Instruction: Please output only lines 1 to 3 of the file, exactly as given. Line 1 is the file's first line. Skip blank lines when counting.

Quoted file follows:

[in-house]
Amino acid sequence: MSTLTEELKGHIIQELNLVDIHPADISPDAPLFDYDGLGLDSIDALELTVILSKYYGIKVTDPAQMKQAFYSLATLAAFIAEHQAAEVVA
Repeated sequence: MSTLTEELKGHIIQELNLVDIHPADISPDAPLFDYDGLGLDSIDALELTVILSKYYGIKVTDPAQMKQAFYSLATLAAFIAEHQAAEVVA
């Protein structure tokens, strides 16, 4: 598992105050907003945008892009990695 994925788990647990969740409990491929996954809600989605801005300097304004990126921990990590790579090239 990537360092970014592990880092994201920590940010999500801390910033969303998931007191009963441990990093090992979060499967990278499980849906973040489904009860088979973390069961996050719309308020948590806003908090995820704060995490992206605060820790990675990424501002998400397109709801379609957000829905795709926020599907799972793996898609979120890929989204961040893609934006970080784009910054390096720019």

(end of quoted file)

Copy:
[in-house]
Amino acid sequence: MSTLTEELKGHIIQELNLVDIHPADISPDAPLFDYDGLGLDSIDALELTVILSKYYGIKVTDPAQMKQAFYSLATLAAFIAEHQAAEVVA
Repeated sequence: MSTLTEELKGHIIQELNLVDIHPADISPDAPLFDYDGLGLDSIDALELTVILSKYYGIKVTDPAQMKQAFYSLATLAAFIAEHQAAEVVA